From Times Square to Timbuktu: The Post-Christian West Meets the Non-Western Church

by Wesley Granberg-Michaelson

Wm. B. Eerdmans Publishing Co., Grand Rapids, MI 49516, 189 pages, 2013, $18.99.

Review by Chuck Davis, partner professor, Intercultural Studies, Alliance Theological Seminary; senior pastor, Stanwich Church, Greenwich, Connecticut.

In his stirring missionary message to the Athenians, Paul declares, “And He [God] made from one man every nation of mankind to live on all the face of the earth, having determined allotted periods and the boundaries of their dwelling place, that they should seek God, and perhaps feel their way toward him and find him” (Acts 17:26-27a). What was true of the apostle’s own epoch, when pax Romana allowed the safety and infrastructure of great mobility, has become prophetic reality multiplied in our day of globalization.  

Wesley Granberg-Michaelson reviews this movement, noting the wonderful diversity of the Church in multiple localities (chap. 1-2, 8) and the shift of the center of gravity for world Christianity to the southern hemisphere and the East, or the Majority World. Whereas this global expansion fulfills missio Dei as echoed in Paul’s sermon, the growing Church body has lost some kingdom synergy. The Church struggles under a number of dividing factors—endlessly denominated, geographically separated, spiritually bifurcated, institutionally insulated, and generationally isolated (chap. 3). As such, our pilgrimage feels schismatic, more akin to the dispersion of Babel than the sending forth of Pentecost.  

The model of God in Trinity is unity, and his call for the Church is the same (chap. 4).  Granberg-Michaelson points to past efforts to foster global unity through institutions such as the World Council of Churches (chap. 5) with a call for new global Christian forums (chap. 6). He then dedicates chapters 7 and 9-12 to excellent strategic and theological reflection on this pilgrimage of a re-united Church that is finding more potential engagement through the proximity offered in global mobility.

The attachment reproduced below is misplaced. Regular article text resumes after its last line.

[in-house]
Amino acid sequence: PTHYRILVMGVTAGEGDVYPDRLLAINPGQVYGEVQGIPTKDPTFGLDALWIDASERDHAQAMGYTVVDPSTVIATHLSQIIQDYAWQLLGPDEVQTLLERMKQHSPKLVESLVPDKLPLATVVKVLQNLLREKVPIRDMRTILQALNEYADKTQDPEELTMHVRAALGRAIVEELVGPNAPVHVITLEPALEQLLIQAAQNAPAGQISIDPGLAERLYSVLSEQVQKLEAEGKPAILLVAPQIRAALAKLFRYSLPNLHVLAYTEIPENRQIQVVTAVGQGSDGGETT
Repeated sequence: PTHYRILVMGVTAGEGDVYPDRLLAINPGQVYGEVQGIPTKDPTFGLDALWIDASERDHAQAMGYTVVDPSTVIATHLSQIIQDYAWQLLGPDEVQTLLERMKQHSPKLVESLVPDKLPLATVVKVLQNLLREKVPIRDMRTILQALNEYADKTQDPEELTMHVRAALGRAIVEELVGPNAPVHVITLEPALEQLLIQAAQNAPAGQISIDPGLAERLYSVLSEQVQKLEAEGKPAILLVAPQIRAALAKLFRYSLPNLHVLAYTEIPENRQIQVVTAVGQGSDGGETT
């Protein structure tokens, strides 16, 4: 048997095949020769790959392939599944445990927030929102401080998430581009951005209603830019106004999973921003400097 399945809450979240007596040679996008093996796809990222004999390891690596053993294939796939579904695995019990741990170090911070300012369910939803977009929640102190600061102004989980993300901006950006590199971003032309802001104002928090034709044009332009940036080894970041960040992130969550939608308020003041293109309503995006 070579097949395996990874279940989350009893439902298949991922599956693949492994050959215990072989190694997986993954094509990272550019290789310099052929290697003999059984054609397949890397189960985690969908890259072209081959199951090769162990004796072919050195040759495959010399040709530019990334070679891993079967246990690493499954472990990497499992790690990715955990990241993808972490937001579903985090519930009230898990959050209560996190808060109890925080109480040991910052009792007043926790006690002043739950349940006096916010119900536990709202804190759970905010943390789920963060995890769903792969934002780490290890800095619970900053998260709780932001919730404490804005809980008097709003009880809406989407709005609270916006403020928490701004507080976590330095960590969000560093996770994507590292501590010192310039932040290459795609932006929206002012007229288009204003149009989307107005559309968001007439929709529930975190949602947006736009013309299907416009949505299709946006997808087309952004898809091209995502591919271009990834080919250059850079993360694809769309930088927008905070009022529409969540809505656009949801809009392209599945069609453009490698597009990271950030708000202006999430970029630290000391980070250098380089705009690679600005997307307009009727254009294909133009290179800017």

Four aspects, woven through each of these practical chapters, become important places of interaction. First, the most fundamental place for shared journey is in worship and prayer. Second, unity in missional outreach becomes a safe ground of shared practice. Third, theology must always be local and contextual, but our most important place for interaction is in the themes of power and suffering. The Majority World is better positioned to lead the way in these times, which have not been regular aspects of Western theology. Finally, the most important place of enhanced relationships is in local settings through hospitality and listening. Partnerships, whether in Mali or in New York City, are often laced with an undercurrent: “We have a plan, come join us.” In the space of hospitality, our eyes of understanding will be opened as the journeyers on the Emmaus Road.

The one quibble with the book would be out of concern with the promotion of large global institutional efforts. Granberg-Michaelson has been closely involved with their movements and thus cares deeply for their efforts. Could more local-to-local global exchanges and local initiatives between diverse communities bear more tangible fruit?  
Granberg-Michaelson’s work is a valuable voice in this discussion, with practical suggestions to walk together on a common pilgrimage. He invites us to proactively engage in this globalized, yet local pilgrimage.

Check these titles:
Jenkins, Philip. 2011. The Next Christendom: The Coming of Global Christianity. New York: Oxford University Press.

Sanneh, Lamin. 2003. Whose Religion Is Christianity? The Gospel beyond the West. Grand Rapids, Mich.: Wm. B. Eerdmans Publishing Co.

EMQ, Vol. 50, No. 4, pp. 375-377. Copyright  © 2014 Billy Graham Center.  All rights reserved. Not to be reproduced or copied in any form without written permission from EMQ editors.


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